“Those who consider that the voting [in the Far East] for KPRF and LDPR candidates reflects some sort of paternalist attitudes of people [in that region] are deeply mistaken,” the economist says. “Geography and especially the central government have long forced the local residents to count only on themselves.”
“The Far Easterners voted against the so-called Federal Center and its representatives in the localities; they voted against the United Russia Party which embodies the power vertical; they voted for the systemic pseudo-opposition” because the real opposition had been kept by Moscow from taking part in the elections.
Like the Far East, St. Petersburg is a leader in protest activity; and for many of the same reasons: These are places “which are more integrated into the structure of the world economy because of their geographic location. Petersburg and Vladivostok are major ports. These are regions which are next to European countries in the West and Pacific rim ones in the East.”
Because of that, both find the Kremlin’s policy “directed at the economic isolation of the country and military confrontation with nearby and further afield neighbors completely unacceptable,” Moskalenko says. That is true of small and mid-sized business and millions of people living in both places.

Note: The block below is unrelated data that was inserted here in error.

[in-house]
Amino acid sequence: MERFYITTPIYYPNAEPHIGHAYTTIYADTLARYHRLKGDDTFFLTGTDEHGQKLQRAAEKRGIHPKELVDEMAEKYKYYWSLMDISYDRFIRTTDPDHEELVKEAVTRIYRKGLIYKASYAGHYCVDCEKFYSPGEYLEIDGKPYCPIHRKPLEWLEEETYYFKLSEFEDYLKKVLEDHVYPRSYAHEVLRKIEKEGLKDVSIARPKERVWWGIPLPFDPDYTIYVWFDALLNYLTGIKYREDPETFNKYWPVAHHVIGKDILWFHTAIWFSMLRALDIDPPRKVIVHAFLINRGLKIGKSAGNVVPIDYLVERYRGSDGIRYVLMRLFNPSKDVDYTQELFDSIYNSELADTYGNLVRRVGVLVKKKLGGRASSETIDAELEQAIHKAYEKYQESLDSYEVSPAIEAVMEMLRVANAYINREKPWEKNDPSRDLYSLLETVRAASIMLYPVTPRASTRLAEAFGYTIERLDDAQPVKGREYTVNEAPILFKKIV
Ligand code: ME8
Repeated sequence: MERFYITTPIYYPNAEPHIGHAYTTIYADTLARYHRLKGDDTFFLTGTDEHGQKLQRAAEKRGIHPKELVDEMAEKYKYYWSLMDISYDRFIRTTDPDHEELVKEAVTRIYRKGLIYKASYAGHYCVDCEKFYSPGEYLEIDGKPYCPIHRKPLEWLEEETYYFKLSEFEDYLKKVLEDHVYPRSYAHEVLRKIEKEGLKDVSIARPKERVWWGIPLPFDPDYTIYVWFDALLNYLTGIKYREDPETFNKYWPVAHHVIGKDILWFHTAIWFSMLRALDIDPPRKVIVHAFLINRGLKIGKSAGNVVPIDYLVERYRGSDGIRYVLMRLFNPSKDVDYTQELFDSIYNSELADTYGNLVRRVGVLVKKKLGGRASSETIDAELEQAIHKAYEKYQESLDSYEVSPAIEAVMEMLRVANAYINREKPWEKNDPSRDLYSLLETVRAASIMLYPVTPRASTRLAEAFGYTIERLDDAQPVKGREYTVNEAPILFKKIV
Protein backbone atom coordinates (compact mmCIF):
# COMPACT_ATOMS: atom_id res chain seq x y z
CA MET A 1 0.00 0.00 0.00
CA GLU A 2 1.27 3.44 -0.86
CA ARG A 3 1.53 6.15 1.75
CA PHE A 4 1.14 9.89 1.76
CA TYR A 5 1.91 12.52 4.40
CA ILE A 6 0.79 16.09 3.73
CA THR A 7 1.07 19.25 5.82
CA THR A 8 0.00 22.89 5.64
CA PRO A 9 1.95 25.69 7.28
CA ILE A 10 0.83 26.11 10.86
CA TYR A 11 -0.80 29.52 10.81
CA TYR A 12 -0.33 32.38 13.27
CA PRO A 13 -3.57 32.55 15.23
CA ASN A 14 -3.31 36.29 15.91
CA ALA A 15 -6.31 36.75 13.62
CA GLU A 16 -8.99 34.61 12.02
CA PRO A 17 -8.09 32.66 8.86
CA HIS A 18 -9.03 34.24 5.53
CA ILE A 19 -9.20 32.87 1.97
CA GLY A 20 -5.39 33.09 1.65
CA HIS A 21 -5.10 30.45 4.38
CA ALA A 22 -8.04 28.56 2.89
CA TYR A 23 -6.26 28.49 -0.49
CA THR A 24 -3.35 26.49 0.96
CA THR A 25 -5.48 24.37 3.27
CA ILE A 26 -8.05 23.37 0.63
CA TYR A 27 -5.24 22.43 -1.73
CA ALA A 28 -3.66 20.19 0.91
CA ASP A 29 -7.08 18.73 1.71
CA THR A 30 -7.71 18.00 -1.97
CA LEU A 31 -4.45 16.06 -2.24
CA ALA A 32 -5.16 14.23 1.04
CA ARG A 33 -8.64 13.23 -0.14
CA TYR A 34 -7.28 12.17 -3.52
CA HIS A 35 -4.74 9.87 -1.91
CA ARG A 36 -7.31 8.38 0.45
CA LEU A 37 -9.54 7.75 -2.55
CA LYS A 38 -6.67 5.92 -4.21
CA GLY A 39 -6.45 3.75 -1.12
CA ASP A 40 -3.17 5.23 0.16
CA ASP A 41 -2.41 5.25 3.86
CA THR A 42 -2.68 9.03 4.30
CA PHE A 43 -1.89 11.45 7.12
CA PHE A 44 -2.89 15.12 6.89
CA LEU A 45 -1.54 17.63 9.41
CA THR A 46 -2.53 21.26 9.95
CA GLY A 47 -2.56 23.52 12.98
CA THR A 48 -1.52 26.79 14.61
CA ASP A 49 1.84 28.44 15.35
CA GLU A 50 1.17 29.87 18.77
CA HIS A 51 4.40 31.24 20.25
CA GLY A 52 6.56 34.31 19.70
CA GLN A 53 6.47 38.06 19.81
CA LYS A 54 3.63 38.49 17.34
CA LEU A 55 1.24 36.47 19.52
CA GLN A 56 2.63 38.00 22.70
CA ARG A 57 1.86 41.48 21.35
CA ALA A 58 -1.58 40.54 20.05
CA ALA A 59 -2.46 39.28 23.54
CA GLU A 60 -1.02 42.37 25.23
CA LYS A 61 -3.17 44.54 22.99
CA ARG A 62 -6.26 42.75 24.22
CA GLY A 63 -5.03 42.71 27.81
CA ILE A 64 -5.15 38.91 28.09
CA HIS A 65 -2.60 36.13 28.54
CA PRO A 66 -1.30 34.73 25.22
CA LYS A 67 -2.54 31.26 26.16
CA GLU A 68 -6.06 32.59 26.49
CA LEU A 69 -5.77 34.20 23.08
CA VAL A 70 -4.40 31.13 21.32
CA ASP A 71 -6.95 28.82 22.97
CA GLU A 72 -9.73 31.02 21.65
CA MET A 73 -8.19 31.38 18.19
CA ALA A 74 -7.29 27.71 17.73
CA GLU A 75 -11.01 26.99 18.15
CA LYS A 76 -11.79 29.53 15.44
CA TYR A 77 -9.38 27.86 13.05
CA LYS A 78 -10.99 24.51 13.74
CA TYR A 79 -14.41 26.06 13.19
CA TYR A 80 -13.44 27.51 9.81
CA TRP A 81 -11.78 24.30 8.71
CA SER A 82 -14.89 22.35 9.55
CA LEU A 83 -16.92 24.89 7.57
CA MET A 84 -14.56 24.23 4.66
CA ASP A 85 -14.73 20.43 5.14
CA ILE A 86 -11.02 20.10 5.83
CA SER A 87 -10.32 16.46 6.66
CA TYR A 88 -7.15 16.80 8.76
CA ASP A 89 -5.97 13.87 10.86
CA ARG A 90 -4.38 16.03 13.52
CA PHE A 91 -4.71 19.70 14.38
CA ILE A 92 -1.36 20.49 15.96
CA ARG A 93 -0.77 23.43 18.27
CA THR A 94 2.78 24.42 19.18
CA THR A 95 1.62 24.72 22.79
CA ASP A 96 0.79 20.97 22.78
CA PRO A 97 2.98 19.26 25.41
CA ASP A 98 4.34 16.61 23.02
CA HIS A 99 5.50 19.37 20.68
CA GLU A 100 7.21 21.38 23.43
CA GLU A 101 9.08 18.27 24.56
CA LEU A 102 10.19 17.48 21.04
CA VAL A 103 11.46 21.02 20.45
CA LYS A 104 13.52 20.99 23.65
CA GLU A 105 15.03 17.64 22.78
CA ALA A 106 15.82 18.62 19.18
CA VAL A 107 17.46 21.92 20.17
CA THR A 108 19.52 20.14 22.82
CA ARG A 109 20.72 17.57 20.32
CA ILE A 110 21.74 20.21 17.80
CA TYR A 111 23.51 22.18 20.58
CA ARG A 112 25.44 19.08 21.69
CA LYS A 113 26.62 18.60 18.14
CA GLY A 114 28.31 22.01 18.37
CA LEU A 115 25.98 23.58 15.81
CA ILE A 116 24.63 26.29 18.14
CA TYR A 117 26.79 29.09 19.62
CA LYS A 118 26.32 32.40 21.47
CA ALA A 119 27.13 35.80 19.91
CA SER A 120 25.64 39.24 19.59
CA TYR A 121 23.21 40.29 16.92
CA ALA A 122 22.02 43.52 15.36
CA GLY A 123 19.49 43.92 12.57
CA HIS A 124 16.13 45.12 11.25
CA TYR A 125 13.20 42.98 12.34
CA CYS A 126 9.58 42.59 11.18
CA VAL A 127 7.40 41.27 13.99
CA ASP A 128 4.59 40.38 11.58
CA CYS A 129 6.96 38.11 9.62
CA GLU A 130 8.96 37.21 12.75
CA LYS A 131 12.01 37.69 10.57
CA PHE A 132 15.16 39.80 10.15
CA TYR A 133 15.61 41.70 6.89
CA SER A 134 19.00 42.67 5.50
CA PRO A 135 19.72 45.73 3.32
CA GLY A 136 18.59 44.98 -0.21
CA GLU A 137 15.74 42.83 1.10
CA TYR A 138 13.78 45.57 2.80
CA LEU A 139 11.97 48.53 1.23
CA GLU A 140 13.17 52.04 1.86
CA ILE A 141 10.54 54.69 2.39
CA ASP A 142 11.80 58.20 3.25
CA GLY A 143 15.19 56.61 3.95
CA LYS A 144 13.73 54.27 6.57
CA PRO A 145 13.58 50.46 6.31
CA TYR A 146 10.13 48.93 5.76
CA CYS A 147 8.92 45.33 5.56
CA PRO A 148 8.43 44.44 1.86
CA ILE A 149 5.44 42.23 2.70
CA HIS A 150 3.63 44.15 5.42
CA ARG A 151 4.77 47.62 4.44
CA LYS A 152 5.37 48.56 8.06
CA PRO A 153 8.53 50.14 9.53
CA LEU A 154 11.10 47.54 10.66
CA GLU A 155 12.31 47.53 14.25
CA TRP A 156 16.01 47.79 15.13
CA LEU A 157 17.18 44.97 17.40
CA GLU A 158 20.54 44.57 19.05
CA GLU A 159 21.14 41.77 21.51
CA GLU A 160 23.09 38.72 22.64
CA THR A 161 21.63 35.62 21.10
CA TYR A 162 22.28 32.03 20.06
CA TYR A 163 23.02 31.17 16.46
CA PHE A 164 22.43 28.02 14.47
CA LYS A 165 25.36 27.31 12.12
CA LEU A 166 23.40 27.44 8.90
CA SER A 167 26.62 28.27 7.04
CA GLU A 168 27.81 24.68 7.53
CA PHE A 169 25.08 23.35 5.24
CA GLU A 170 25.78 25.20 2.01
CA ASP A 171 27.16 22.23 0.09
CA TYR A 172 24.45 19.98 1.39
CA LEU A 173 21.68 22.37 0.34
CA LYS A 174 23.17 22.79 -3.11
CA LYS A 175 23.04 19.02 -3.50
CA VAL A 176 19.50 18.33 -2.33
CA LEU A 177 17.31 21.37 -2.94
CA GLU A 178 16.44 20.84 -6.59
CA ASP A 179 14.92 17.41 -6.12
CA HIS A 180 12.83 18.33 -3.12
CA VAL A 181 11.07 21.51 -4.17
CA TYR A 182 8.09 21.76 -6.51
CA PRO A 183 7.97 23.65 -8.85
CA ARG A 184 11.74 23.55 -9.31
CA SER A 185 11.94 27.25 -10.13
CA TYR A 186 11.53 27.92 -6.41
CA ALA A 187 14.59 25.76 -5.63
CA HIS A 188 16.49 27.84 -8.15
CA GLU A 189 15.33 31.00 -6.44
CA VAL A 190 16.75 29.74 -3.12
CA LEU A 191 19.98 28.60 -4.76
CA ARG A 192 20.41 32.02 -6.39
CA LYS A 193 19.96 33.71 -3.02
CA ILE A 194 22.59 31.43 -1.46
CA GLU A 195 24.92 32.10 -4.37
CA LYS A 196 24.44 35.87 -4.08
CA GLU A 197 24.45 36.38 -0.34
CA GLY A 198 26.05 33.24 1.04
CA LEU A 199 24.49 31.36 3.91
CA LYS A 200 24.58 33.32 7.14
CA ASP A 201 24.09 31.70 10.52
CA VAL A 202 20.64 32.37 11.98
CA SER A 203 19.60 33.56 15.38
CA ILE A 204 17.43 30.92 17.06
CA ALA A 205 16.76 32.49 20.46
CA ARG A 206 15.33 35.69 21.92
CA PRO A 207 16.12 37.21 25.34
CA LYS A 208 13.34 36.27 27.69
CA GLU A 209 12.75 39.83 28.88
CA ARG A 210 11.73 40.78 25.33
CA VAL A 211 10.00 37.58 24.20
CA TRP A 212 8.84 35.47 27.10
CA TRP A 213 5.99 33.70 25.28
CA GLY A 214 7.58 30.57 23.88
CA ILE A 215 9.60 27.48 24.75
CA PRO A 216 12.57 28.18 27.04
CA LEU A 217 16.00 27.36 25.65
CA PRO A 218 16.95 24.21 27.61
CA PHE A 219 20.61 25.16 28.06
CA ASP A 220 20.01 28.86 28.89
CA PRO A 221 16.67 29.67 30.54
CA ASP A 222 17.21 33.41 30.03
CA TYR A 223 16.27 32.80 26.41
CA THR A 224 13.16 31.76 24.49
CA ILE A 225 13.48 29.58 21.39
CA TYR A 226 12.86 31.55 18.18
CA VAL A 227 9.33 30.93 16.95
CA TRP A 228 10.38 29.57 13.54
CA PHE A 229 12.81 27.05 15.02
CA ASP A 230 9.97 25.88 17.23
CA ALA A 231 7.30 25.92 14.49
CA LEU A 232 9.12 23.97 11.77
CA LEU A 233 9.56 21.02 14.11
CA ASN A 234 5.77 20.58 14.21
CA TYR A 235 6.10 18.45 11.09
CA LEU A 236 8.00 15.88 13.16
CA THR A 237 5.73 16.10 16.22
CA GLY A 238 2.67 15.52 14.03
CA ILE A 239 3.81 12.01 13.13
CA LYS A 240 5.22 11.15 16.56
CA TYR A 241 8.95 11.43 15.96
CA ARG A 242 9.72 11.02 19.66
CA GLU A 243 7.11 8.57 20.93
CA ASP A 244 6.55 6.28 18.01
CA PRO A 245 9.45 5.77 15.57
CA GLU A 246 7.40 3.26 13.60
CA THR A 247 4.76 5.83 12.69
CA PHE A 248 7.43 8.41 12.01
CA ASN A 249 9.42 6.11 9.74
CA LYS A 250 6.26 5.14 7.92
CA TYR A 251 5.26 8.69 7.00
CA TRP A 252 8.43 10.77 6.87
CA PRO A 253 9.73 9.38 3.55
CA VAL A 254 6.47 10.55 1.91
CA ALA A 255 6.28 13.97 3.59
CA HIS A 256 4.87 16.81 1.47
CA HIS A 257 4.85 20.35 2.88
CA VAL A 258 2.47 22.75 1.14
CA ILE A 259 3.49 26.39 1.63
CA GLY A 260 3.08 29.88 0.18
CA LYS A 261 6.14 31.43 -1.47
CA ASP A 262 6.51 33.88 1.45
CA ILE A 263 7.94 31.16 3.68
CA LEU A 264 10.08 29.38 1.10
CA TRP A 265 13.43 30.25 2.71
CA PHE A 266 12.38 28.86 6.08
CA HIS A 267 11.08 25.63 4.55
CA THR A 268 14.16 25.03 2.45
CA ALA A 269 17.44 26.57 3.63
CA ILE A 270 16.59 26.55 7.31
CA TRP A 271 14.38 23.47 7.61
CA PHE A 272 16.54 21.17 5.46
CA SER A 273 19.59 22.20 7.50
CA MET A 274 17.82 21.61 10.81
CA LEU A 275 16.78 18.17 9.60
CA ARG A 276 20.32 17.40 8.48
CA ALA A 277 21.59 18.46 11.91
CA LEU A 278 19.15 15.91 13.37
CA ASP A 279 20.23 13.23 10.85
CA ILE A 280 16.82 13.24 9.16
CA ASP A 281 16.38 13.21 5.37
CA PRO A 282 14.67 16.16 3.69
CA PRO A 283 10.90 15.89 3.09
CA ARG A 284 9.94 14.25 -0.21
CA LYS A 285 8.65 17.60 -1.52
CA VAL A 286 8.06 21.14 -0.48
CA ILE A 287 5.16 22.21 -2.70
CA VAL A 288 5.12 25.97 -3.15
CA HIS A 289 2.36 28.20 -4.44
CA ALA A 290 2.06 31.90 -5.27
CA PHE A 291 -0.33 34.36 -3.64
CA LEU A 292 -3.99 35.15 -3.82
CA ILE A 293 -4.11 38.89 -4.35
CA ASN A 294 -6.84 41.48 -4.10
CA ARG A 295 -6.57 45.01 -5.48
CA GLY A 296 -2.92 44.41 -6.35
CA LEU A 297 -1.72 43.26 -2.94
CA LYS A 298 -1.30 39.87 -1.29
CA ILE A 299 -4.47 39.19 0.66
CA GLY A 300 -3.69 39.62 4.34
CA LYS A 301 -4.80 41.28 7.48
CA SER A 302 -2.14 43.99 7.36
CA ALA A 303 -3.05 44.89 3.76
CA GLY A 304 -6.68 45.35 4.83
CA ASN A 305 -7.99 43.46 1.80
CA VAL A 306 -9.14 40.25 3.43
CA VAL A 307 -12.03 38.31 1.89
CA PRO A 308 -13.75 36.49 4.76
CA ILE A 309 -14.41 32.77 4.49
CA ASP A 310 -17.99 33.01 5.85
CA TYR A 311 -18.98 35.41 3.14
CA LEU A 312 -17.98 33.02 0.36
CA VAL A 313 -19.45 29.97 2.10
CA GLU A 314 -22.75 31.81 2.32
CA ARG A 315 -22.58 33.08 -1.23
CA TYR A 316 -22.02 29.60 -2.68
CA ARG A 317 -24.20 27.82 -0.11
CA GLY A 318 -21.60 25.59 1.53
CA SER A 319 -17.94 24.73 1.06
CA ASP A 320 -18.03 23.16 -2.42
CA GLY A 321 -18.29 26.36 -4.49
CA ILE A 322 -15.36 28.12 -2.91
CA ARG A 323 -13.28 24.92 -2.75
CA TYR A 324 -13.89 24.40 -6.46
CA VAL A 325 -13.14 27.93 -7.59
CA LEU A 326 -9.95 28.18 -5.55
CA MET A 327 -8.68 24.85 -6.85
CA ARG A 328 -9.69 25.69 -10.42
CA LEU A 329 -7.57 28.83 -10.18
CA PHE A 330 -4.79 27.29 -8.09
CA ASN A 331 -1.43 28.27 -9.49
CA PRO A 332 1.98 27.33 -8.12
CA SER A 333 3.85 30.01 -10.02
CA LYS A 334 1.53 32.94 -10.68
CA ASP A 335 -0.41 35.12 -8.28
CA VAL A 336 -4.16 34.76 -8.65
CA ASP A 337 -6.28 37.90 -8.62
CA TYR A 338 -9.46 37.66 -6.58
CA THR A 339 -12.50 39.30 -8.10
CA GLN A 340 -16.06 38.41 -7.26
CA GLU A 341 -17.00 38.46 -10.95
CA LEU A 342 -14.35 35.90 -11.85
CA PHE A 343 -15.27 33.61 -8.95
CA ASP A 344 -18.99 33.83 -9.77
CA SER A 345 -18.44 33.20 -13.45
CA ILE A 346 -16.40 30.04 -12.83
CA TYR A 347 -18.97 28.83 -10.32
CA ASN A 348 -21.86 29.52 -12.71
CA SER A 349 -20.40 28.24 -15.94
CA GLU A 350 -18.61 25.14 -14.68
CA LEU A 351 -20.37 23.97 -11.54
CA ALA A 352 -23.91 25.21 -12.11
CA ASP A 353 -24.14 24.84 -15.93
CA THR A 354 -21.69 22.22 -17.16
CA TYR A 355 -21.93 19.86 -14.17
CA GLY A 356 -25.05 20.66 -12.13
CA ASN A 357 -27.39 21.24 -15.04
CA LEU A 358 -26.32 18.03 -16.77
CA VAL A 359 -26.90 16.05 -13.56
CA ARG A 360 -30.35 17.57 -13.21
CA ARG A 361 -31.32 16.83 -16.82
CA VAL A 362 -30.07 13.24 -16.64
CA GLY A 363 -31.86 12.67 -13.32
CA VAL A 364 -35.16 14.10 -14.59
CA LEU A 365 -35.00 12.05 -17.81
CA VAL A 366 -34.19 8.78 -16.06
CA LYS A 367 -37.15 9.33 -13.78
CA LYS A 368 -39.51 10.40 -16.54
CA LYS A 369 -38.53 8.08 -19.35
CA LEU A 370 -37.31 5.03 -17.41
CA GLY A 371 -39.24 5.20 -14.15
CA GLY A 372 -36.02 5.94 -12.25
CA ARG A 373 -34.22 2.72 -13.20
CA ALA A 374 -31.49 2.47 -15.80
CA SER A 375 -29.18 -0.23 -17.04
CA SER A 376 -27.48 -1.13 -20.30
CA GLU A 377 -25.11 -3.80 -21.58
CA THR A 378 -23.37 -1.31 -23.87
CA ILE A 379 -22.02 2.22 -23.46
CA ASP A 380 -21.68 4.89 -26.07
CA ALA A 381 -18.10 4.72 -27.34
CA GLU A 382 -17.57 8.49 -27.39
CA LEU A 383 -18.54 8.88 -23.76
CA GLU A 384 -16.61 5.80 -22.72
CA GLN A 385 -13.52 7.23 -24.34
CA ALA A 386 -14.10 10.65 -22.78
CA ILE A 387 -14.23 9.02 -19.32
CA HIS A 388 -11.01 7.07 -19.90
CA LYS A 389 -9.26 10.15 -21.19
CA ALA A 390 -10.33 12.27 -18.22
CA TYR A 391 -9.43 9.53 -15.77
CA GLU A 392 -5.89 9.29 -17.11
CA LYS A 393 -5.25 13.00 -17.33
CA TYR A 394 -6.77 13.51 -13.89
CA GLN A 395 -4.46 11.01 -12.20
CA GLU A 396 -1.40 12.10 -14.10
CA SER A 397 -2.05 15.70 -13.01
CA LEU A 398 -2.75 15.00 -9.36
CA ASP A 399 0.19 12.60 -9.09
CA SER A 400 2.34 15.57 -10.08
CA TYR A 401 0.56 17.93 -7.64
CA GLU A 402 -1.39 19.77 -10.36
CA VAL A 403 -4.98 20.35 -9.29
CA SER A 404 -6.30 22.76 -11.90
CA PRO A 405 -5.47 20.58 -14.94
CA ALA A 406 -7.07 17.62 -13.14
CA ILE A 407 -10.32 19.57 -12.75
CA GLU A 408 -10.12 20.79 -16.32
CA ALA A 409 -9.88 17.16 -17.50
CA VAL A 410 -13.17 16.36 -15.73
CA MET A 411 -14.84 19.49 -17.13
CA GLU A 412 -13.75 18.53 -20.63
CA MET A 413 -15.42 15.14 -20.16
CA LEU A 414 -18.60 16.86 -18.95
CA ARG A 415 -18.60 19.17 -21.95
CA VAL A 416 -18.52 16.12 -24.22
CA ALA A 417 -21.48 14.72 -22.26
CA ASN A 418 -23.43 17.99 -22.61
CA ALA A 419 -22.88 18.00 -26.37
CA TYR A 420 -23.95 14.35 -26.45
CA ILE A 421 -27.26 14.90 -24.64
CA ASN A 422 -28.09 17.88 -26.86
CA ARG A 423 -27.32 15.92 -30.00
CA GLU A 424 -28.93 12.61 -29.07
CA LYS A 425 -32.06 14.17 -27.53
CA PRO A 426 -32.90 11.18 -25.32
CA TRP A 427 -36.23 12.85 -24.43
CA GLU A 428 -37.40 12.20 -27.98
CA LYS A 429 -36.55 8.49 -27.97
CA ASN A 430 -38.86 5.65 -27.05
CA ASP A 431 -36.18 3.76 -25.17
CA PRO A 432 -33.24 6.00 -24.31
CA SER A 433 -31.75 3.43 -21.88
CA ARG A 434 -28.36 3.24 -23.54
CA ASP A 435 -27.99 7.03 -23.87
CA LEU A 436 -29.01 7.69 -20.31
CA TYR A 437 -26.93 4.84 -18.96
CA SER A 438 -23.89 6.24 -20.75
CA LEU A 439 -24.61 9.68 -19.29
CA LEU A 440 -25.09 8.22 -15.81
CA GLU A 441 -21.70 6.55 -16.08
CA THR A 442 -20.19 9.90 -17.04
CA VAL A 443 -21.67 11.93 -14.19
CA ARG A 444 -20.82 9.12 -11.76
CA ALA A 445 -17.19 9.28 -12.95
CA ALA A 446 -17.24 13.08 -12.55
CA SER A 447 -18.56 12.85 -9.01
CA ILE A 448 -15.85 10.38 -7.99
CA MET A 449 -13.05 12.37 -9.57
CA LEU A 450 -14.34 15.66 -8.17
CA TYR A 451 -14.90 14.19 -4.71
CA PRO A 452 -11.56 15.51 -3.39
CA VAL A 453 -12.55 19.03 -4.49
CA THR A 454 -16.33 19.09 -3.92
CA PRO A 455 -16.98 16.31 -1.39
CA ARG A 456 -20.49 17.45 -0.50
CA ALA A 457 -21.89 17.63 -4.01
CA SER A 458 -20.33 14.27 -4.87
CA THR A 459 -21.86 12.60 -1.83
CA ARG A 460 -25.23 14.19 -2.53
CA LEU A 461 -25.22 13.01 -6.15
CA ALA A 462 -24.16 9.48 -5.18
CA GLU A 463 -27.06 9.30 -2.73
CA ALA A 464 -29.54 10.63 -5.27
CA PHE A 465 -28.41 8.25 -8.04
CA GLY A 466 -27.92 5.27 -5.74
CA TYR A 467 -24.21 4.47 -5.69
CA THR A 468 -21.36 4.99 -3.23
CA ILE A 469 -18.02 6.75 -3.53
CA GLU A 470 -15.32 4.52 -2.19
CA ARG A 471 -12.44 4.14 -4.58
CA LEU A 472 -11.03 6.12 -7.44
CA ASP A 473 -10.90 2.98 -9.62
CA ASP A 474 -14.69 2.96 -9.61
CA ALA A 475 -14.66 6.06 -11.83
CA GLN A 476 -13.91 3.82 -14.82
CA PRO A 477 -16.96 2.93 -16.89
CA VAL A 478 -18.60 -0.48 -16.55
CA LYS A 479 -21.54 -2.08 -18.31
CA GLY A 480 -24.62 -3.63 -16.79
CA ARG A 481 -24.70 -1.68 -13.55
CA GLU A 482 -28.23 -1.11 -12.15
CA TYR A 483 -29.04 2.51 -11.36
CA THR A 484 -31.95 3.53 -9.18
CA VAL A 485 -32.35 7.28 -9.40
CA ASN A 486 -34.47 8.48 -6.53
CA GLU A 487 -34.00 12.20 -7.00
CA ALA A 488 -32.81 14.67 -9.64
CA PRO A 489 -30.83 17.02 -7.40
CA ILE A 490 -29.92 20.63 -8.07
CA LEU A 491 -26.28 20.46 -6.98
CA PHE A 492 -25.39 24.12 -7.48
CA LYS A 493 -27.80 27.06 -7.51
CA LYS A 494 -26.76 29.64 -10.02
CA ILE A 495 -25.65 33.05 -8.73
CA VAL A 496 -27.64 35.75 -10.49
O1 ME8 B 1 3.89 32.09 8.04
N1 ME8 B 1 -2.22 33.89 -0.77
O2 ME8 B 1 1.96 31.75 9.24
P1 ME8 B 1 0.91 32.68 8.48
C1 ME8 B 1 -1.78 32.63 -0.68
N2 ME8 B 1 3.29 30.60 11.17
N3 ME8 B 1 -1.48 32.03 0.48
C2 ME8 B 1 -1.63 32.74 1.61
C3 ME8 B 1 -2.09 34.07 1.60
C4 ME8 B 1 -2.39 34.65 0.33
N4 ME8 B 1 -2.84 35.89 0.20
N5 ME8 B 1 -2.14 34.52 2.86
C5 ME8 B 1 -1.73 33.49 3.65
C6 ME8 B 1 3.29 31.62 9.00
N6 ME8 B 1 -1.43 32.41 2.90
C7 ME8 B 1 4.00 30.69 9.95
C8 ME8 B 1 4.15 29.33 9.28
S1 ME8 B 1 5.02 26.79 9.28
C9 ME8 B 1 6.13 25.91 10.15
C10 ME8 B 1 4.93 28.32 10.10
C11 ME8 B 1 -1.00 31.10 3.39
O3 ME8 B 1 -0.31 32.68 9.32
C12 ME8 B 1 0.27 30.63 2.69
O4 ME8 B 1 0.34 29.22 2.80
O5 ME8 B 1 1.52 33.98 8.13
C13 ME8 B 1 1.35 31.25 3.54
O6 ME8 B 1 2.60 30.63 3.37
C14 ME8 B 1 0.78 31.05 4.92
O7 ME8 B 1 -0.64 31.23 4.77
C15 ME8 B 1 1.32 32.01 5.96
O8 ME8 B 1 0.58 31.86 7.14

Further, he continues, people in both places can compare what has happened to them with what has happened in Europe and the Pacific rim states over the last two decades: Russia has stagnated while the others have raced ahead. They properly blame the center for this and so naturally “anti-Moscow attitudes in these regions are growing.”
If there were relatively honest and free elections in these regions, the voters of both would support those candidates advocating “maximum independence from the Federal Center, which has been conducting a colonial and anti-social domestic policy and an adventurist foreign policy,” the economist says.
The Kremlin has even had to take this reality into account, allowing its candidate for governor in Primorsky kray, Oleg Kozhemako, to play on anti-Moscow attitudes “with the approval of the Federal Center,” Moskalenko continues. But the center hasn’t succeeded as much as it hoped.
“Despite all the cleverness of the Kremlin political technologists, the elections in Primorsky kray had to be conducted as ‘a special operation.’ And as a result, the residents of the region got not an elected but in fact an appointed governor which will inevitably lead to an intensification of social tension and the growth of protest activity in the region.”
St. Petersburg may be even more likely to move in that direction. “An extremely significant part of its residents are opposed to the anti-Western foreign policy and reactionary domestic policy of the Kremlin” because it is “the most European city of Russia” and still has large numbers of creative workers who oppose the obscurantism of the Kremlin.
If Moscow is forced to adopt the same strategy it employed in future elections in St. Petersburg, Moskalenko says, “this would inevitably lead to a sharp intensification of protests” in the northern capital. These two regions are the most advanced in this respect; others will be following them.